Poverty Point in Louisiana is a UNESCO World Heritage Site as well as a National Monument. Constructed over 3,000 years ago, its tall earthen mounds make up one of the best known examples of monumental architecture created by a community of hunter gatherers before the adoption of agriculture. The earthworks include a bird-shaped effigy mound and a series of concentric, C-shaped ridges. Recent geoarchaeological evidence suggests that the mounds were constructed incredibly quickly, especially considering the technology available. Mound A, one of the later mounds, is estimated to contain 8.4 million cubic feet of dirt and may have been constructed in fewer than 90 days.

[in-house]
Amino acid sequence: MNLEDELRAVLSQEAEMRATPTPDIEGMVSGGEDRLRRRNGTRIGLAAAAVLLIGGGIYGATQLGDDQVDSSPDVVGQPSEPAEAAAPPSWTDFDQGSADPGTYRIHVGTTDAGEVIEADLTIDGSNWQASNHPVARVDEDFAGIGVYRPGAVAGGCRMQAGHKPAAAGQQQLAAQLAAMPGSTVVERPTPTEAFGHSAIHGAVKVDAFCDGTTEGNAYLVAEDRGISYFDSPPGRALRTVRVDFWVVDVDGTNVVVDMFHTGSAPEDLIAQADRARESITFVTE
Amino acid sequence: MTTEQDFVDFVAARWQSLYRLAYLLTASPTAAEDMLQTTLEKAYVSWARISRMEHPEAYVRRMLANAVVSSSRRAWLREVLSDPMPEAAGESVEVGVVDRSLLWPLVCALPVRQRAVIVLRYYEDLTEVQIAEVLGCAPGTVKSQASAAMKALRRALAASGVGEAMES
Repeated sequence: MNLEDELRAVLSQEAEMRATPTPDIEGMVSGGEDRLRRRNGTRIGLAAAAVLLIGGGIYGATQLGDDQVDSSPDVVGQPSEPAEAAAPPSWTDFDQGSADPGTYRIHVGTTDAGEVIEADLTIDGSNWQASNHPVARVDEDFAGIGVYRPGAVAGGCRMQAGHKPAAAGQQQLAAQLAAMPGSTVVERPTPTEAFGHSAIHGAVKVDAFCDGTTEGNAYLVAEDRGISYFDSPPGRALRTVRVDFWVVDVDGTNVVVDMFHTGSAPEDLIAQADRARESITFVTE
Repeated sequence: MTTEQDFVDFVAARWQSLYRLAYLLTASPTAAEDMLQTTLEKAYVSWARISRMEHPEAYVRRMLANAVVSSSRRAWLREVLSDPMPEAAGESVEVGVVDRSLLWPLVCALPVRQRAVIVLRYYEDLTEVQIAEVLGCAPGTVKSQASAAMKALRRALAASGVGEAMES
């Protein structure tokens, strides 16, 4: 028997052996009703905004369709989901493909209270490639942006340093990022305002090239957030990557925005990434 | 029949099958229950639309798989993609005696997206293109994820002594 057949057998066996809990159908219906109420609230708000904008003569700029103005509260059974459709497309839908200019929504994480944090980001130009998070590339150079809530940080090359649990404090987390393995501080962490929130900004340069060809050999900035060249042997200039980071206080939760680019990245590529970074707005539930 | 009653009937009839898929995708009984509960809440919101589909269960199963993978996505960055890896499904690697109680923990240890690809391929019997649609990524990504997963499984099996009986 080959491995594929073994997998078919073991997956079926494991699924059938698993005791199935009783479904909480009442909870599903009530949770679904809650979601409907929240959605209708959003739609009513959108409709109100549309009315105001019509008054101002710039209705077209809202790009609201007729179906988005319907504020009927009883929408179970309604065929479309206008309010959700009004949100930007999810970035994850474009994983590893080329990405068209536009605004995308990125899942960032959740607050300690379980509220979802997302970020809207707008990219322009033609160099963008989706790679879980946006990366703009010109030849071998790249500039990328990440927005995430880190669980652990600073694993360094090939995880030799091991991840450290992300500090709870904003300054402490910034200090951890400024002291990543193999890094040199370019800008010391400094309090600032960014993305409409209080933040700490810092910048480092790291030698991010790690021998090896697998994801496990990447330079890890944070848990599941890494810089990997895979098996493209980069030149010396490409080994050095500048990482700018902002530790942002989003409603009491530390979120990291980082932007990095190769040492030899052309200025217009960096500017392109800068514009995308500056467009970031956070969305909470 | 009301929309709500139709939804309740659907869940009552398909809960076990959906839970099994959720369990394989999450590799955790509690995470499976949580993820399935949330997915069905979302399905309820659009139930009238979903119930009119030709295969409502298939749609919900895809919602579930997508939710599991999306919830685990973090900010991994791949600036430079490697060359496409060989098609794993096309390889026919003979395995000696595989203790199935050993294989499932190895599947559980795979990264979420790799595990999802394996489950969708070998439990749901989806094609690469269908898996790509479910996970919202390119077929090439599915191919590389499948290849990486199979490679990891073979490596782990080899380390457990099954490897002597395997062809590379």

Archaeological Fun Fact: Poverty Point was part of a long-distance trade network, importing mainly stones and minerals. These materials were used to make tools and ornaments, including polished stone beads shaped like animals.
Park website: www.nps.gov/popo/
Biscayne National Park includes a mangrove forest, part of Biscayne Bay, the northern islands of the Florida Keys, and part of the third-largest coral reef in the world. The prehistory of Biscayne includes the arrival of Paleo-Indians more than 10,000 years ago; the more sedentary Glades culture, which left behind many shell middens, dated to at least 2,500 years ago; and the Tequesta people, who still occupied the area when the first Europeans arrived. Snorkelers and divers can explore six of the park’s many historic shipwrecks.
Archaeological Fun Fact: Much of the archaeology at Biscayne is underwater. Specially trained archaeologists dive deep to record and preserve the shipwrecks within the park. Unfortunately, these shipwrecks are also a target for looters.
Park website: www.nps.gov/bisc/